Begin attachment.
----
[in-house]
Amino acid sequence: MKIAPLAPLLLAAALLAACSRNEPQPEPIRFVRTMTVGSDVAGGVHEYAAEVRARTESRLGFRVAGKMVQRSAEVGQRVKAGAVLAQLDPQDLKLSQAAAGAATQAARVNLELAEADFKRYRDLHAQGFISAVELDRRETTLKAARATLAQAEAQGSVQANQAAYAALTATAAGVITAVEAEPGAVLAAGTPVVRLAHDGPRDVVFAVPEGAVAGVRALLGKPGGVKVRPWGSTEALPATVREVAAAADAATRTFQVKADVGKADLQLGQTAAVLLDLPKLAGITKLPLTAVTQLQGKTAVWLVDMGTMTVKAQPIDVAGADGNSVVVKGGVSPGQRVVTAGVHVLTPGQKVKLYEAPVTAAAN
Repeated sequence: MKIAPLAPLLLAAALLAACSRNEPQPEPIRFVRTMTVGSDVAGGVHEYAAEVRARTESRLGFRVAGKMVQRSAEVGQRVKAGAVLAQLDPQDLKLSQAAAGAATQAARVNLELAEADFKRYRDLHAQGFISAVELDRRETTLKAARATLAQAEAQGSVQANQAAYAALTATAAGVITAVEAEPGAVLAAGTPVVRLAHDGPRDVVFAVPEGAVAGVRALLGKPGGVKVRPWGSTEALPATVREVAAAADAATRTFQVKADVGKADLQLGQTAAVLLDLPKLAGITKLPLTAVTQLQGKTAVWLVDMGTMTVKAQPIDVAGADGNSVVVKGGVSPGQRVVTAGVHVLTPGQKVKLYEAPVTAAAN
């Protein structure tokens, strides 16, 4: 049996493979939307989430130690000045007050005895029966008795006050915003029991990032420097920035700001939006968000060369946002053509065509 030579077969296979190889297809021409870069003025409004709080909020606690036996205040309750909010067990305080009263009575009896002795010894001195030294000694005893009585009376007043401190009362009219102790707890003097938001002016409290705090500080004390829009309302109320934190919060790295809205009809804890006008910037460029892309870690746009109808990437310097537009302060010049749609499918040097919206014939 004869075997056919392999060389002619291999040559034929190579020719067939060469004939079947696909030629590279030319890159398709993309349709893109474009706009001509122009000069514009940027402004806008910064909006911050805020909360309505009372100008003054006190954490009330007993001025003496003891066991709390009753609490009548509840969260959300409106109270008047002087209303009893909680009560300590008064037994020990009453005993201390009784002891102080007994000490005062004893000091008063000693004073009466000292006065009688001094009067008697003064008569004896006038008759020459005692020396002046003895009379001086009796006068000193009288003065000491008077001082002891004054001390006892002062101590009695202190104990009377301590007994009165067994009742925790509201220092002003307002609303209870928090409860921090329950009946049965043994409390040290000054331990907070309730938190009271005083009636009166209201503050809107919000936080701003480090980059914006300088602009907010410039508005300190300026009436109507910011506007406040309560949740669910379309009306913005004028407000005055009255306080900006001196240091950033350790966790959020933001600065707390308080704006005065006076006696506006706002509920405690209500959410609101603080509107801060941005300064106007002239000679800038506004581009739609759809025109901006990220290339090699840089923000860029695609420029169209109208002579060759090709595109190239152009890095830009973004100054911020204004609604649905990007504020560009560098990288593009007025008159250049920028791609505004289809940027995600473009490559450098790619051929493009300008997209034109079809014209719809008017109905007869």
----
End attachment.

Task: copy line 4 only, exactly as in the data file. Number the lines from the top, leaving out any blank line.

């Protein structure tokens, strides 16, 4: 049996493979939307989430130690000045007050005895029966008795006050915003029991990032420097920035700001939006968000060369946002053509065509 030579077969296979190889297809021409870069003025409004709080909020606690036996205040309750909010067990305080009263009575009896002795010894001195030294000694005893009585009376007043401190009362009219102790707890003097938001002016409290705090500080004390829009309302109320934190919060790295809205009809804890006008910037460029892309870690746009109808990437310097537009302060010049749609499918040097919206014939 004869075997056919392999060389002619291999040559034929190579020719067939060469004939079947696909030629590279030319890159398709993309349709893109474009706009001509122009000069514009940027402004806008910064909006911050805020909360309505009372100008003054006190954490009330007993001025003496003891066991709390009753609490009548509840969260959300409106109270008047002087209303009893909680009560300590008064037994020990009453005993201390009784002891102080007994000490005062004893000091008063000693004073009466000292006065009688001094009067008697003064008569004896006038008759020459005692020396002046003895009379001086009796006068000193009288003065000491008077001082002891004054001390006892002062101590009695202190104990009377301590007994009165067994009742925790509201220092002003307002609303209870928090409860921090329950009946049965043994409390040290000054331990907070309730938190009271005083009636009166209201503050809107919000936080701003480090980059914006300088602009907010410039508005300190300026009436109507910011506007406040309560949740669910379309009306913005004028407000005055009255306080900006001196240091950033350790966790959020933001600065707390308080704006005065006076006696506006706002509920405690209500959410609101603080509107801060941005300064106007002239000679800038506004581009739609759809025109901006990220290339090699840089923000860029695609420029169209109208002579060759090709595109190239152009890095830009973004100054911020204004609604649905990007504020560009560098990288593009007025008159250049920028791609505004289809940027995600473009490559450098790619051929493009300008997209034109079809014209719809008017109905007869």